I tutored someone in Calculus today for the first time since college. Not gonna lie, I was pretty nervous, ’cause I wasn’t sure if I still had it. I won’t say I’m a good tutor because I have no idea and can’t judge my own performance, but I do enjoy doing it.
I like showing cool relationships or applications of the material to whoever it is I’m working with because they are interesting and exciting to me and I think it helps integrate (no pun intended) the material into something more tangible. But when I present those types of things, sometimes I feel like my student (not specifically the one worked with today) just wants to get on with the lesson or wants me to give them the answer, which I can’t fault them for.
That’s the struggle, getting someone to care. Not just as a tutor, but in education in general, in my work a MOXI, and even in my work with Doctors Without Walls. You can’t force someone to be interested in what you are saying no matter how much logic you are using. I recently was at a talk on motivational interviewing. It’s a way of being with someone that can help them find there own way through a situation. This specific talk was in the context of working with individuals suffering from substance addiction, mental health disorders, chronic homelessness, or a combination of two or all three, but the concepts really apply to anything. One of the big tenants of the motivational interviewing process, is recognizing that no matter how much education, power, resources, etc. one has, the other person is the expert on themselves, and they are the only person who can ultimately choose to move in one direction or another.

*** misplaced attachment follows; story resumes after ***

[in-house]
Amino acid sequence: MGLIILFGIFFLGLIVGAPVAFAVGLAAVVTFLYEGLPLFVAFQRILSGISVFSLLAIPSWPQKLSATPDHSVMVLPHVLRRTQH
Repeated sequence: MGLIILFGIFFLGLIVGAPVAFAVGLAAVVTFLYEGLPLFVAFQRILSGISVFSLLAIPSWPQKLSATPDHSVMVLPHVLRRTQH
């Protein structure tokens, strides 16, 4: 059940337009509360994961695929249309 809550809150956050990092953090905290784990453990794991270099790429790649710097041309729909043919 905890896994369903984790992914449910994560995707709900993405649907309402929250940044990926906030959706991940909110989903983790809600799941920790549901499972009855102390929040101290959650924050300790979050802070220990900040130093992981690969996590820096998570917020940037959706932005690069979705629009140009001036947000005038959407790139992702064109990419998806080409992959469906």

In the case of tutoring, it’s hard to make progress in that regard. How the heck do you get someone to care about math. Math bears a huge cultural stigma, as do the people who fraternize with it, and it can be conceptually difficult. People want to do stuff that makes them look good and are easy.
But anyways, yea I still like tutoring, so if you know anyone looking for some, lmk.